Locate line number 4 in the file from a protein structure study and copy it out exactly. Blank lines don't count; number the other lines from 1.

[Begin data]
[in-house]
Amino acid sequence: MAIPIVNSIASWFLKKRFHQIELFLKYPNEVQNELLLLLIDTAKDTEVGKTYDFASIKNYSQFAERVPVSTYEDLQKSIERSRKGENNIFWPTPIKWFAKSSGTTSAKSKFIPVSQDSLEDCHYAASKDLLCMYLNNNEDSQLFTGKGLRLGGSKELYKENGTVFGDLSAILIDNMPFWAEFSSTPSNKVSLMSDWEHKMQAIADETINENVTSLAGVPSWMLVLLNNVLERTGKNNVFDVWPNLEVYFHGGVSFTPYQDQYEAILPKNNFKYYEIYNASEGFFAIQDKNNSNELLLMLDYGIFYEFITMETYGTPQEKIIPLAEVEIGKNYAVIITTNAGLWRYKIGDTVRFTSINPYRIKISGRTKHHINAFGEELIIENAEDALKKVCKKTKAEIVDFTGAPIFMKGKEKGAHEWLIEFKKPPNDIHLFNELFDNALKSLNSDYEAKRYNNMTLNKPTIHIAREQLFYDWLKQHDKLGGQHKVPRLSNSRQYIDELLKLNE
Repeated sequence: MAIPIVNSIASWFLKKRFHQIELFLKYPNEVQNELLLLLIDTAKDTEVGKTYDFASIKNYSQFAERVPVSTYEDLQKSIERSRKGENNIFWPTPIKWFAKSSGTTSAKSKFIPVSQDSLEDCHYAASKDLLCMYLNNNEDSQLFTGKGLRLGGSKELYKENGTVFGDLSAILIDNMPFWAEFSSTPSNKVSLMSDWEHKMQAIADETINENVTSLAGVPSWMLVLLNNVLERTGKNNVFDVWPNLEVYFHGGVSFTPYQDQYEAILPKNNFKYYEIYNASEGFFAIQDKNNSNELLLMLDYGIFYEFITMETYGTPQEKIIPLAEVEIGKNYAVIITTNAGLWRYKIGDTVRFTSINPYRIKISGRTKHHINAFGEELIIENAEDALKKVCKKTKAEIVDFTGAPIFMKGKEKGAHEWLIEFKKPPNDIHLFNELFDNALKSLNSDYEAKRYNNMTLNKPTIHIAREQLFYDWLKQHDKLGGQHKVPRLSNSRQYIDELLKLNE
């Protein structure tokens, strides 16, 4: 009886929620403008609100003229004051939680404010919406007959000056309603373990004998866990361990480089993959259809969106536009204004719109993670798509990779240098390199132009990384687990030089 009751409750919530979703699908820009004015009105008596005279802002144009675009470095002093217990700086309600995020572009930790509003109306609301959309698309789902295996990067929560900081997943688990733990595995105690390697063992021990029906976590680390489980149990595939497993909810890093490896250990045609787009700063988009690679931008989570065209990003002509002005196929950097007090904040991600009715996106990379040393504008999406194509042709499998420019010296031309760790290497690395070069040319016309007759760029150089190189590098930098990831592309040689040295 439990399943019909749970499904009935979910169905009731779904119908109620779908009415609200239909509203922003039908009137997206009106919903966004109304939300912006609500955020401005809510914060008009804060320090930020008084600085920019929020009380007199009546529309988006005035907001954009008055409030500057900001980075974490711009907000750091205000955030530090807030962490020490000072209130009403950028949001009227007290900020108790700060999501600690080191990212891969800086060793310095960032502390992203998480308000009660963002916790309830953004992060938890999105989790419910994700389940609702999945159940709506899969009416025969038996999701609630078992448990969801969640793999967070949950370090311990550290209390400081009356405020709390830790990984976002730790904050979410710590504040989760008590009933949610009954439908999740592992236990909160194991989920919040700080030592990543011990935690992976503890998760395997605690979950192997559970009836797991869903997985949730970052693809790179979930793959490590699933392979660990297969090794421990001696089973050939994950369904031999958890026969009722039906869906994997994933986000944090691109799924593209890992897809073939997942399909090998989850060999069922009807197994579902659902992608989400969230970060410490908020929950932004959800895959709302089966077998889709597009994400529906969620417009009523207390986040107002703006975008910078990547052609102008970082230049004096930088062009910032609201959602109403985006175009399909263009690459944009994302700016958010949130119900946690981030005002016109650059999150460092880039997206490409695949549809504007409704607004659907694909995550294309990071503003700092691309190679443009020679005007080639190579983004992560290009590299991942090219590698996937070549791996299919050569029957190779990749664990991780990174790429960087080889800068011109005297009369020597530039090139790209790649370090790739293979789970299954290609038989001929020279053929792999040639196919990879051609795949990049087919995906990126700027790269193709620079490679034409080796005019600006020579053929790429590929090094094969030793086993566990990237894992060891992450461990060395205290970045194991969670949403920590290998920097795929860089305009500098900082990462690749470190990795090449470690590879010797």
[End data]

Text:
């Protein structure tokens, strides 16, 4: 009886929620403008609100003229004051939680404010919406007959000056309603373990004998866990361990480089993959259809969106536009204004719109993670798509990779240098390199132009990384687990030089 009751409750919530979703699908820009004015009105008596005279802002144009675009470095002093217990700086309600995020572009930790509003109306609301959309698309789902295996990067929560900081997943688990733990595995105690390697063992021990029906976590680390489980149990595939497993909810890093490896250990045609787009700063988009690679931008989570065209990003002509002005196929950097007090904040991600009715996106990379040393504008999406194509042709499998420019010296031309760790290497690395070069040319016309007759760029150089190189590098930098990831592309040689040295 439990399943019909749970499904009935979910169905009731779904119908109620779908009415609200239909509203922003039908009137997206009106919903966004109304939300912006609500955020401005809510914060008009804060320090930020008084600085920019929020009380007199009546529309988006005035907001954009008055409030500057900001980075974490711009907000750091205000955030530090807030962490020490000072209130009403950028949001009227007290900020108790700060999501600690080191990212891969800086060793310095960032502390992203998480308000009660963002916790309830953004992060938890999105989790419910994700389940609702999945159940709506899969009416025969038996999701609630078992448990969801969640793999967070949950370090311990550290209390400081009356405020709390830790990984976002730790904050979410710590504040989760008590009933949610009954439908999740592992236990909160194991989920919040700080030592990543011990935690992976503890998760395997605690979950192997559970009836797991869903997985949730970052693809790179979930793959490590699933392979660990297969090794421990001696089973050939994950369904031999958890026969009722039906869906994997994933986000944090691109799924593209890992897809073939997942399909090998989850060999069922009807197994579902659902992608989400969230970060410490908020929950932004959800895959709302089966077998889709597009994400529906969620417009009523207390986040107002703006975008910078990547052609102008970082230049004096930088062009910032609201959602109403985006175009399909263009690459944009994302700016958010949130119900946690981030005002016109650059999150460092880039997206490409695949549809504007409704607004659907694909995550294309990071503003700092691309190679443009020679005007080639190579983004992560290009590299991942090219590698996937070549791996299919050569029957190779990749664990991780990174790429960087080889800068011109005297009369020597530039090139790209790649370090790739293979789970299954290609038989001929020279053929792999040639196919990879051609795949990049087919995906990126700027790269193709620079490679034409080796005019600006020579053929790429590929090094094969030793086993566990990237894992060891992450461990060395205290970045194991969670949403920590290998920097795929860089305009500098900082990462690749470190990795090449470690590879010797």